(I can point you to a number of studies showing how silent majorities are often cowed into accepting the opinions of a minority, thinking that the minority really represents a near-consensus; but once a couple of vocal constituencies speak out, the spell is broken and the majority asserts itself. I'm not sure how much you want or need this social-science academic validation, but let me know if you want me to send you the details).
Orwell was brilliantly right about the importance of language in shaping political discussion. It is easy for many Americans to feel a knee-jerk resentment at Israel for failing to "freeze" "illegal settlements" in the "occupied territories" when these threaten "Palestinian self-determination". Recast the issue as pressuring the Israeli government to prevent population growth in Israeli towns and villages on the 20% of the disputed territories that would not be an obstacle to the viability of a Palestinian state, and maybe Israel's position doesn't seem so unreasonable.
3. Improving cooperation/coordination: Obviously, frequent communication is key. How about an e-mail list circulating among the main pro-Israel bloggers? Or perhaps a bloggers' blog - on which only the accredited bloggers would post and comment but which, if you are feeling generous, the public at large would be able to read. (The Protocols of the Elders of pro-Zionist Blogs?). You could start by initiating threads for different propaganda terms, and use those threads to reach a consensus on proper terms. E.g. "Palestinians" in scare quotes, or Palestinian Arabs, or just leave it as plain Palestinians? West Bank, or Judea and Samaria? Consistency is very, very important. Using different terms for the same concept undermines the credibility of an "alternative" rhetoric.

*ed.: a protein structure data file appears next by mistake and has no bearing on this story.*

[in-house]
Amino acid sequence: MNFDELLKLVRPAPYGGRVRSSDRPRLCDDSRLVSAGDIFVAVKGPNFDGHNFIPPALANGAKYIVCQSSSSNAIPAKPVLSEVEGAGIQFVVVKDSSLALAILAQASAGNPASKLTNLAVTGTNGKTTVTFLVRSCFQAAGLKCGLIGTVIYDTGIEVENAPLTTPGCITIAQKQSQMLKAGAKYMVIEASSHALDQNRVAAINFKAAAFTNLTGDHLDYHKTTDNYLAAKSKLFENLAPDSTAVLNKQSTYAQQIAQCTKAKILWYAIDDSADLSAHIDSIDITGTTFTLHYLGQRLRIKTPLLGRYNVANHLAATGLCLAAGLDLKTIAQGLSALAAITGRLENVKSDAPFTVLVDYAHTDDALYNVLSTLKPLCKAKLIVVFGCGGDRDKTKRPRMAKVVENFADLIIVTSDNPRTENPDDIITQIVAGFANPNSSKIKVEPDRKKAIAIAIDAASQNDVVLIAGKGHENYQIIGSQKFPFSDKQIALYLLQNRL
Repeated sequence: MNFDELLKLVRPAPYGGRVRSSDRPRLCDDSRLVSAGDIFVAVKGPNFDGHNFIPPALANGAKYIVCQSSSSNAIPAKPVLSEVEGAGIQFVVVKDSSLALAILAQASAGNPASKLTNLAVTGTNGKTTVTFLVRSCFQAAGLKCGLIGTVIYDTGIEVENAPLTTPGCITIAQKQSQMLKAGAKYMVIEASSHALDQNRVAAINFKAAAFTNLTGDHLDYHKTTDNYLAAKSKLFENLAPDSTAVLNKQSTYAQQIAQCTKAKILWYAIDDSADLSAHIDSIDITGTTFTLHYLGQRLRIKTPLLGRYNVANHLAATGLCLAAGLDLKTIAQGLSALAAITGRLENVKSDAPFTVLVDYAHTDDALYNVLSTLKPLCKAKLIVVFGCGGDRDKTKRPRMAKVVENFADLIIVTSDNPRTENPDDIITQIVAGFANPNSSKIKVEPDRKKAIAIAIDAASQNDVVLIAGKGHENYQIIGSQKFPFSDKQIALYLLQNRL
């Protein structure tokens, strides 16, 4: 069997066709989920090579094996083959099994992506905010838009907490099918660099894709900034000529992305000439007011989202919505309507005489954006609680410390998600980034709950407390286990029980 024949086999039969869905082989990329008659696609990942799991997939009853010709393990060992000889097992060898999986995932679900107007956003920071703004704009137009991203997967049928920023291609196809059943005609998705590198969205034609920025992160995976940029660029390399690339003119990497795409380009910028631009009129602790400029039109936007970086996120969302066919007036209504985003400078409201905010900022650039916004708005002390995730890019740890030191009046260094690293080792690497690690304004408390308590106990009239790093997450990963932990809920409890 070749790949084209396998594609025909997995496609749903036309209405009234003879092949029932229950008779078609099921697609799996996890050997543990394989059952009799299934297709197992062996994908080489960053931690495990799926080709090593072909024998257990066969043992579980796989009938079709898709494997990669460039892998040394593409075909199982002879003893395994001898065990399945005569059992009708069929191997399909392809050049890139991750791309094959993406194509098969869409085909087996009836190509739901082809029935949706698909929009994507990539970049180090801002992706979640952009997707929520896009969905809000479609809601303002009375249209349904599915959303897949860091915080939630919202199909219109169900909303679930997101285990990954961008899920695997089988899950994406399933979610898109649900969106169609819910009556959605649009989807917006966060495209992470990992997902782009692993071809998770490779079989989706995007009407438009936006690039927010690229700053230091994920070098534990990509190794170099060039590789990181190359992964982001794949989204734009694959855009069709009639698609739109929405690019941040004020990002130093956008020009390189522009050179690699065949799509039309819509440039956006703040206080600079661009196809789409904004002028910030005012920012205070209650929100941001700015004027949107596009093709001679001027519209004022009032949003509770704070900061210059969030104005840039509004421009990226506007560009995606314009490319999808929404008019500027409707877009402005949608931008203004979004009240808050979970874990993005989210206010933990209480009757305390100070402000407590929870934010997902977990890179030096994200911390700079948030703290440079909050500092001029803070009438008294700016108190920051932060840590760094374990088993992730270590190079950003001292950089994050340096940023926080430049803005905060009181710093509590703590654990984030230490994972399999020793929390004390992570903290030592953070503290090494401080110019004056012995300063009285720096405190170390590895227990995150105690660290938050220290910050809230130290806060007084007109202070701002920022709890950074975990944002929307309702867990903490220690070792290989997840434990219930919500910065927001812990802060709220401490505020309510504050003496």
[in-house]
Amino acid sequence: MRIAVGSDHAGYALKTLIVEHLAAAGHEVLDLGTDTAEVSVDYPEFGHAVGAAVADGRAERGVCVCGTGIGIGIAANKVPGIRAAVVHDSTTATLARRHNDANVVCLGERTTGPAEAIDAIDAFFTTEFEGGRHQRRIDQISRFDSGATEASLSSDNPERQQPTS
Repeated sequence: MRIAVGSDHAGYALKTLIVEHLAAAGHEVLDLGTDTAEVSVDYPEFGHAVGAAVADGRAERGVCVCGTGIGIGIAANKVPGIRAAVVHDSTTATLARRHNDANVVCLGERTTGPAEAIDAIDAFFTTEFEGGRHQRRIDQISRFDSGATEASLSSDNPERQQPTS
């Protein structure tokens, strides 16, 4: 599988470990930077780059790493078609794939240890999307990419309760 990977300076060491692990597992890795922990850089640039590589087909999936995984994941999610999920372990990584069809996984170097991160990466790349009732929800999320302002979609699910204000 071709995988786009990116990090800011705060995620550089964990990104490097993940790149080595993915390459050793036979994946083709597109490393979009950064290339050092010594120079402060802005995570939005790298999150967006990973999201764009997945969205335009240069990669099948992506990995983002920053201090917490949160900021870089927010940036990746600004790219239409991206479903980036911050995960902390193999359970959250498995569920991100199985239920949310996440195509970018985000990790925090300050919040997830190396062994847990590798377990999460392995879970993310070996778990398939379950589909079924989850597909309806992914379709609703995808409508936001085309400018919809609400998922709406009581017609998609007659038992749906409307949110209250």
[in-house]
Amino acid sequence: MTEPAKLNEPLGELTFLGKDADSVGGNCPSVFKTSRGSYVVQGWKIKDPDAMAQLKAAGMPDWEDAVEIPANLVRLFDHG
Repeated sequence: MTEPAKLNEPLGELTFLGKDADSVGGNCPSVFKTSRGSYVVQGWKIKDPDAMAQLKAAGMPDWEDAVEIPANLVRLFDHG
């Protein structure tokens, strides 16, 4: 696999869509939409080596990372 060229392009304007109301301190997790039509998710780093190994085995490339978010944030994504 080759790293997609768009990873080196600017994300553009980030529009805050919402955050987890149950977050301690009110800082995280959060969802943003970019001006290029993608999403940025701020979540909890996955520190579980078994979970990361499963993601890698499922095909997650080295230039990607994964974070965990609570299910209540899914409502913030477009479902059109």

4. On including non-bloggers: There are a number of wonderful NGOs out there, ranging from MEMRI to CAMERA to the ICT to the various elements of the pro-Israeli lobby in the US and many more. Don't ask how they can help you - ask how you can help them. You can help them by providing free publicity, so they can use their all-too-few
dollars on research rather than marketing. You took exactly the right position by decrying the lack of publicity for the Zionist Leadership Summit.
Gather the main bloggers; establish websites for different regions/cities; invite pro-Israel NGOs to submit their events to those single-purpose websites (e.g. the Zionist Leadership Summit would be submitted to the Washington website); and have the "regular" blogs provide blurbs and links to the specialized event-announcement websites (as well as the websites of the sponsoring NGO) prior to the event.
Have the regional websites set up so they can register e-mails into a mailing list (for economy of scale purposes; we don't want every "regular" blog to set up its own mailing lists of Washington-residents, NY-residents, SF-residents, etc.). Have room for comments on the regional websites - maybe even set them up as blogs - so people who go to the event can discuss it later, generating "buzz" and perhaps motivating other people to join the mailing list.
There is another type of non-blogger out there you should open channels to: authors. This means media columnists, sympathetic academics, and other pro-Israel public persons who shape language (umm, William Safire? :)); people who testify before Congress, and whose words are permanently scribed in the public record. If people like Joseph Farah, David Horowitz, Daniel Pipes, etc., buy in to your attempt to shift the terms of discourse, and start publishing using uniform terminology, the campaign to un-hijack our political language from pro-Arab distortions will be boosted immensely.
I don't think these suggestions will fix everything that is wrong with Israeli PR, but I do think they represent what blogs are best suited for. You all have day jobs - unlike an NGO's salaried employee or full-time volunteer, you aren't going to go to Gaza to do some hard-line investigative journalism. You aren't going to film documentaries of interviews with IDF soldiers or victims of terror. Your main tool is your ability to communicate with a lot of people; that means you can influence language, and you can provide links to information that other people gather.